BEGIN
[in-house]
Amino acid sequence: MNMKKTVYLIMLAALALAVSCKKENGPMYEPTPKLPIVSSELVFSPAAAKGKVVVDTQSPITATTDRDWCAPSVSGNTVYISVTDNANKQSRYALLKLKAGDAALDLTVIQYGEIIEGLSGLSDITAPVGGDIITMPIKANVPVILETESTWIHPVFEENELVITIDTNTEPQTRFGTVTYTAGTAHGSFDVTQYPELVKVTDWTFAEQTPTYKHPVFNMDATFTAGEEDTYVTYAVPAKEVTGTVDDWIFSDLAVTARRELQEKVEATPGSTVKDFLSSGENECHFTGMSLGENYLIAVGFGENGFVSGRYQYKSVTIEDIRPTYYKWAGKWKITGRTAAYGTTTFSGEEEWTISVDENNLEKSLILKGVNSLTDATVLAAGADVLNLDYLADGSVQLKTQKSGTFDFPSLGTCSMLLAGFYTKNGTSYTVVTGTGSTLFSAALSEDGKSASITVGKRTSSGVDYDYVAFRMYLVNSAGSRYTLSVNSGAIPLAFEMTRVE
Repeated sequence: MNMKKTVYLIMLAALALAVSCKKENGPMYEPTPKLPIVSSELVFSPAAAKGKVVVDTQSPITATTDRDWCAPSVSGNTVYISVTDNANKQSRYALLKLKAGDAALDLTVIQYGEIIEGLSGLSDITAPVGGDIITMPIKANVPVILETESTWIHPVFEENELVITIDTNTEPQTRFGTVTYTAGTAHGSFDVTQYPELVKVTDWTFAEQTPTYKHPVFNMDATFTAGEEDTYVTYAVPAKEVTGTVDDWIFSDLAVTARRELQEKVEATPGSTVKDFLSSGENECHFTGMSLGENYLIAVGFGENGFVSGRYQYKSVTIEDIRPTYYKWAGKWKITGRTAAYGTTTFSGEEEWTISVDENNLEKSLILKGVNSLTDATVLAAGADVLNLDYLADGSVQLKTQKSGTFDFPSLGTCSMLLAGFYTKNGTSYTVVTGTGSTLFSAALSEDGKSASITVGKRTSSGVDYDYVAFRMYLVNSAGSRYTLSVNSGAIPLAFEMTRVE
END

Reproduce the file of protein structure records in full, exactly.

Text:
[in-house]
Amino acid sequence: MNMKKTVYLIMLAALALAVSCKKENGPMYEPTPKLPIVSSELVFSPAAAKGKVVVDTQSPITATTDRDWCAPSVSGNTVYISVTDNANKQSRYALLKLKAGDAALDLTVIQYGEIIEGLSGLSDITAPVGGDIITMPIKANVPVILETESTWIHPVFEENELVITIDTNTEPQTRFGTVTYTAGTAHGSFDVTQYPELVKVTDWTFAEQTPTYKHPVFNMDATFTAGEEDTYVTYAVPAKEVTGTVDDWIFSDLAVTARRELQEKVEATPGSTVKDFLSSGENECHFTGMSLGENYLIAVGFGENGFVSGRYQYKSVTIEDIRPTYYKWAGKWKITGRTAAYGTTTFSGEEEWTISVDENNLEKSLILKGVNSLTDATVLAAGADVLNLDYLADGSVQLKTQKSGTFDFPSLGTCSMLLAGFYTKNGTSYTVVTGTGSTLFSAALSEDGKSASITVGKRTSSGVDYDYVAFRMYLVNSAGSRYTLSVNSGAIPLAFEMTRVE
Repeated sequence: MNMKKTVYLIMLAALALAVSCKKENGPMYEPTPKLPIVSSELVFSPAAAKGKVVVDTQSPITATTDRDWCAPSVSGNTVYISVTDNANKQSRYALLKLKAGDAALDLTVIQYGEIIEGLSGLSDITAPVGGDIITMPIKANVPVILETESTWIHPVFEENELVITIDTNTEPQTRFGTVTYTAGTAHGSFDVTQYPELVKVTDWTFAEQTPTYKHPVFNMDATFTAGEEDTYVTYAVPAKEVTGTVDDWIFSDLAVTARRELQEKVEATPGSTVKDFLSSGENECHFTGMSLGENYLIAVGFGENGFVSGRYQYKSVTIEDIRPTYYKWAGKWKITGRTAAYGTTTFSGEEEWTISVDENNLEKSLILKGVNSLTDATVLAAGADVLNLDYLADGSVQLKTQKSGTFDFPSLGTCSMLLAGFYTKNGTSYTVVTGTGSTLFSAALSEDGKSASITVGKRTSSGVDYDYVAFRMYLVNSAGSRYTLSVNSGAIPLAFEMTRVE